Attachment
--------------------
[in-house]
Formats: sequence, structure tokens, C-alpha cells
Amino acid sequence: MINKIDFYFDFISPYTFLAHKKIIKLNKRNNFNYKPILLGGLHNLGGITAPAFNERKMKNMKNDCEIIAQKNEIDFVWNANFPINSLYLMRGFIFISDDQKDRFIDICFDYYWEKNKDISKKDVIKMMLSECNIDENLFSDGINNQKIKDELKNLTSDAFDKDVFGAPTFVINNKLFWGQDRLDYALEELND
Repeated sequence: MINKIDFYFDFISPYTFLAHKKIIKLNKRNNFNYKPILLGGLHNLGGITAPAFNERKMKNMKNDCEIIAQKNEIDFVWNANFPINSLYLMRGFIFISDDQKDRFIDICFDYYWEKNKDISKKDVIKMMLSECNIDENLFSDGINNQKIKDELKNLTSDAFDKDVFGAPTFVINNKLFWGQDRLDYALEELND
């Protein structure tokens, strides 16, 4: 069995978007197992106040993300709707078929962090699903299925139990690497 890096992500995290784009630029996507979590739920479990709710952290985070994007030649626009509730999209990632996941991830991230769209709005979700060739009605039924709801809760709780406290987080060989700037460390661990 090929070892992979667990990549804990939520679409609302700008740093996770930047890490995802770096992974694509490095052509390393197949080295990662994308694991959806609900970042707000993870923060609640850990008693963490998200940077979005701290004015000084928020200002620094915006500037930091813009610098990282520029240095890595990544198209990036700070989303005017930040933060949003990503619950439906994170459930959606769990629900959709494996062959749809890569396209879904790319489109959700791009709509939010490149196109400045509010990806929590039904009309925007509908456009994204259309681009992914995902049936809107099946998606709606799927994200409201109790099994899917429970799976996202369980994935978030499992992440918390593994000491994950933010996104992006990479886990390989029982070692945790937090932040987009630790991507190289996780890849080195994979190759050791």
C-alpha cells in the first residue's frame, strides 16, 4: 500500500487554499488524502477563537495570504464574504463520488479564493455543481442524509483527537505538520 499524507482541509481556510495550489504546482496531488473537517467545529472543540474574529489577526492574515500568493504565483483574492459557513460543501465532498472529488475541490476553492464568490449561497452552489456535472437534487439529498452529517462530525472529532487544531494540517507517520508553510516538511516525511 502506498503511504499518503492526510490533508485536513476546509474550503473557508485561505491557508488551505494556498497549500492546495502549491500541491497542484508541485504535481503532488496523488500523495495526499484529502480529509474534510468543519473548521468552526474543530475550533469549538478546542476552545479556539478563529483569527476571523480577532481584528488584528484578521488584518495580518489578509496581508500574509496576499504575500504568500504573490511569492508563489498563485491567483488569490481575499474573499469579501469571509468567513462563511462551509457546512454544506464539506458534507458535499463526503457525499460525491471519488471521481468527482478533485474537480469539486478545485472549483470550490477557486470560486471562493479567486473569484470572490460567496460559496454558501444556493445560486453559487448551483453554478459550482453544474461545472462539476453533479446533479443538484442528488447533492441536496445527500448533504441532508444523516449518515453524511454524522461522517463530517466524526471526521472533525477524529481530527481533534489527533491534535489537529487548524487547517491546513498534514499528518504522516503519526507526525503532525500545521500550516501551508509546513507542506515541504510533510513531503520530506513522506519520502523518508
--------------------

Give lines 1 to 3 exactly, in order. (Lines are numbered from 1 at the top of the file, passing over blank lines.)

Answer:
[in-house]
Formats: sequence, structure tokens, C-alpha cells
Amino acid sequence: MINKIDFYFDFISPYTFLAHKKIIKLNKRNNFNYKPILLGGLHNLGGITAPAFNERKMKNMKNDCEIIAQKNEIDFVWNANFPINSLYLMRGFIFISDDQKDRFIDICFDYYWEKNKDISKKDVIKMMLSECNIDENLFSDGINNQKIKDELKNLTSDAFDKDVFGAPTFVINNKLFWGQDRLDYALEELND